IT’S nearly my birthday month and I’m bubbly with anticipated champagne brekkies, just-the-two-of-us suppers with the hub and egg-in-a-cup, in bed, as per my mom’s tradition. You can’t do a birthday without boiled eggs and soldiers.
I’m not in the least bit panicky that I’m hitting the last year of a good decade. It’s been a solid, sexy and successful ride. I’ve learnt that eyebrow-plucking works, I wrote a book and once – just once – I was thin enough to wear a lil’ black number without support panties.
So why the hell should I join sisters on the brink of forty-hood in their despair at leaving youth behind? I’m not there yet, it’s true, but I will be. And soon.
Turning 30, 40, or 50, doesn’t bother me, even though everybody says it should. And nope, I’m not going to get blind drunk and take out a loan to celebrate the funereal occasion.
Perhaps it’s because I’m bad at maths? Or I’m turning into the batty, purple-wearing, gin-swilling middle-aged woman the teenage me said I’d be one day. But whatever it is, I’m not buying the age angst exploding about like so much popcorn.
A thousand years ago, at my age, I’d be dead. And so would my common-law husband and probably almost all of my children and their children’s children, since, by now, I’d be a great-grandmother, wouldn’t I?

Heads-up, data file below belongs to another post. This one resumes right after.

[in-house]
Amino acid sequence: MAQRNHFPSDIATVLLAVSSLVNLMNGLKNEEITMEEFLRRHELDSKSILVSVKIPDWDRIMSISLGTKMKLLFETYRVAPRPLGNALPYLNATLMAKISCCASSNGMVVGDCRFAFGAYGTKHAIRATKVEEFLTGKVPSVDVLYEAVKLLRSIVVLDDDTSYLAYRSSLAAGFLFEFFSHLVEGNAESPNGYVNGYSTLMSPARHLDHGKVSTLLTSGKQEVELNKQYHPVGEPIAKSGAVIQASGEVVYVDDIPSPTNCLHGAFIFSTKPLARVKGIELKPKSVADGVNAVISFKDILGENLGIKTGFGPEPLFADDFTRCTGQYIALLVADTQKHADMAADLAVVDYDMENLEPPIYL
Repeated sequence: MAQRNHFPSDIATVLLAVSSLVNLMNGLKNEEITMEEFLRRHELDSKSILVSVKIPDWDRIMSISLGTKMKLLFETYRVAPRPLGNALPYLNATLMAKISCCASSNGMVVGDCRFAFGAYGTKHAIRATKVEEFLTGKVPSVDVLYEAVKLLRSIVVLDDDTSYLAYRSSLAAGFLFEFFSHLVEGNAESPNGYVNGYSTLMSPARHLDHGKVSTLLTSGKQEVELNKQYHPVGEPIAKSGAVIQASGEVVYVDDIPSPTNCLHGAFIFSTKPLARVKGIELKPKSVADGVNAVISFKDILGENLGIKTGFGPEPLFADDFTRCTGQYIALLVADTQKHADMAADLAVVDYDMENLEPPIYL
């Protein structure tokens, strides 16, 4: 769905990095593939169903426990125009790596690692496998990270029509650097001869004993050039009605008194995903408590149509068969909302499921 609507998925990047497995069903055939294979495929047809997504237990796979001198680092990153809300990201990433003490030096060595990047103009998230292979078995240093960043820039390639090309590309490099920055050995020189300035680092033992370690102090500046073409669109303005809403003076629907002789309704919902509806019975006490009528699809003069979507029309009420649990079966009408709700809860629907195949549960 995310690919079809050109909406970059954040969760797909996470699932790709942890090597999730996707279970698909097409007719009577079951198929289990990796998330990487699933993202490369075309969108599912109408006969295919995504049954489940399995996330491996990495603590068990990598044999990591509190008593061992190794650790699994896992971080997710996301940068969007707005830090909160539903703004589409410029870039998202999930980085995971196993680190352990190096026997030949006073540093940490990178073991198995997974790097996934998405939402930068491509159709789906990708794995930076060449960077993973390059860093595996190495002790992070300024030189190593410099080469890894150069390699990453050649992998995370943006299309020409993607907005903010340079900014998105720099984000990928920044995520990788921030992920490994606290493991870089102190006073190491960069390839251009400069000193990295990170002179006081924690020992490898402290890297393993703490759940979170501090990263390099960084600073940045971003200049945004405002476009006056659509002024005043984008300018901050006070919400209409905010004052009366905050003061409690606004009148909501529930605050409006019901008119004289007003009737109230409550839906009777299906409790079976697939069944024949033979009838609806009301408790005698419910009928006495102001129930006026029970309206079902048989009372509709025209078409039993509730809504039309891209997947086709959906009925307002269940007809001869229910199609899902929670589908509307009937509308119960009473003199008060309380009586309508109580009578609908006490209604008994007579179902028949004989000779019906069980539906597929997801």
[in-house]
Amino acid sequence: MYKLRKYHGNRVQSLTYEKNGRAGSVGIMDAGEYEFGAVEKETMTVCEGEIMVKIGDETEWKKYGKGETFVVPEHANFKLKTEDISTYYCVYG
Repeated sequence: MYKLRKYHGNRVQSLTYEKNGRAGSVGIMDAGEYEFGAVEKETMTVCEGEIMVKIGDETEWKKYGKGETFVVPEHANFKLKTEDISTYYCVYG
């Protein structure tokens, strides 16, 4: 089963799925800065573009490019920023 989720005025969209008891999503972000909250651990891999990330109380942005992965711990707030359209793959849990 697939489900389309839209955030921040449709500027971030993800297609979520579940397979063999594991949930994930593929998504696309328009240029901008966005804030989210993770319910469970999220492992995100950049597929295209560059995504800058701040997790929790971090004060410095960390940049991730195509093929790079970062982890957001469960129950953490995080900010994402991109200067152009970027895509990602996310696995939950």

And early last century, even, I wouldn’t have had Jane Iredale mineral foundation, or leave-in conditioner, or SPF 50 sunblock to slow the sun’s ravage to my cleavage, or organic raw veggie smoothies.
Honestly, gorgeous gals. We don’t know how good we have it. They’ve done the studies to show it – 30 is the new 20, 40 is the new 30 (or, in Pamela Anderson’s case, the new 20) and 50 is a pleasure cruise.
Milestone birthdays were probably celebrated because you were damned lucky to wake up on the morning of your 21st, somewhere in Antarctica, thankful to have avoided bears and marauding men.
And as time went on and women were forced to give birth on their backs, you were doubtless in seventh heaven to have survived both your marriage and the male-dominated medical system at all – a damn good reason to host afternoon tea on your 30th.
But today? The world’s our oyster. I can tummy tuck, boob lift, face peel and, if necessary, get another degree, change my parenting style and my panties at will, vote and do, pretty much, what I darn well please.
That’s the difference between back then and right now. We’re not convinced that age is just a number – we commiserate as each birthday passes, instead of using the date as a good excuse to better ourselves.
It’s your party, so cry if you want to. But my advice? Forget facing 40. Face your fears instead.